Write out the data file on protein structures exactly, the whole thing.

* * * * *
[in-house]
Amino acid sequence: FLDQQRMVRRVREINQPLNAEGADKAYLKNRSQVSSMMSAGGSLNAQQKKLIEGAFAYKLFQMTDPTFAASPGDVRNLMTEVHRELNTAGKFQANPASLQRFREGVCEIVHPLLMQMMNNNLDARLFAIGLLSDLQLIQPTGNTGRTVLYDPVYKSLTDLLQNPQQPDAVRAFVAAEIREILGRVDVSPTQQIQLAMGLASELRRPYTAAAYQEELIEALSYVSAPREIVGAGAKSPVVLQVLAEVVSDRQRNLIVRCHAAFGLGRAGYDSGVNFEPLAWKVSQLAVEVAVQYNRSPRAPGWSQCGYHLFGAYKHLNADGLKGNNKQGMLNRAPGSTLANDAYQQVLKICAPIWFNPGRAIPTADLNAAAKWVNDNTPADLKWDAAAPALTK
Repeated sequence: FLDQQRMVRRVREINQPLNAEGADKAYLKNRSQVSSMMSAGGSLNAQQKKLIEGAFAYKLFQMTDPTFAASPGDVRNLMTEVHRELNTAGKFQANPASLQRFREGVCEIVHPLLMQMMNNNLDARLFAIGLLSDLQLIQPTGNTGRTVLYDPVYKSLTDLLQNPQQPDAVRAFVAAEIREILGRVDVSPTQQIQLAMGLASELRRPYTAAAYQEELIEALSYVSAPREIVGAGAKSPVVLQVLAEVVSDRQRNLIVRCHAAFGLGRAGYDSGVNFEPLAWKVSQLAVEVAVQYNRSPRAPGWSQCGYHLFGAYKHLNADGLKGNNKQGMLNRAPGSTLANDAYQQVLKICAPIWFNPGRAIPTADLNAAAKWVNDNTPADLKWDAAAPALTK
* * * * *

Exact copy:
[in-house]
Amino acid sequence: FLDQQRMVRRVREINQPLNAEGADKAYLKNRSQVSSMMSAGGSLNAQQKKLIEGAFAYKLFQMTDPTFAASPGDVRNLMTEVHRELNTAGKFQANPASLQRFREGVCEIVHPLLMQMMNNNLDARLFAIGLLSDLQLIQPTGNTGRTVLYDPVYKSLTDLLQNPQQPDAVRAFVAAEIREILGRVDVSPTQQIQLAMGLASELRRPYTAAAYQEELIEALSYVSAPREIVGAGAKSPVVLQVLAEVVSDRQRNLIVRCHAAFGLGRAGYDSGVNFEPLAWKVSQLAVEVAVQYNRSPRAPGWSQCGYHLFGAYKHLNADGLKGNNKQGMLNRAPGSTLANDAYQQVLKICAPIWFNPGRAIPTADLNAAAKWVNDNTPADLKWDAAAPALTK
Repeated sequence: FLDQQRMVRRVREINQPLNAEGADKAYLKNRSQVSSMMSAGGSLNAQQKKLIEGAFAYKLFQMTDPTFAASPGDVRNLMTEVHRELNTAGKFQANPASLQRFREGVCEIVHPLLMQMMNNNLDARLFAIGLLSDLQLIQPTGNTGRTVLYDPVYKSLTDLLQNPQQPDAVRAFVAAEIREILGRVDVSPTQQIQLAMGLASELRRPYTAAAYQEELIEALSYVSAPREIVGAGAKSPVVLQVLAEVVSDRQRNLIVRCHAAFGLGRAGYDSGVNFEPLAWKVSQLAVEVAVQYNRSPRAPGWSQCGYHLFGAYKHLNADGLKGNNKQGMLNRAPGSTLANDAYQQVLKICAPIWFNPGRAIPTADLNAAAKWVNDNTPADLKWDAAAPALTK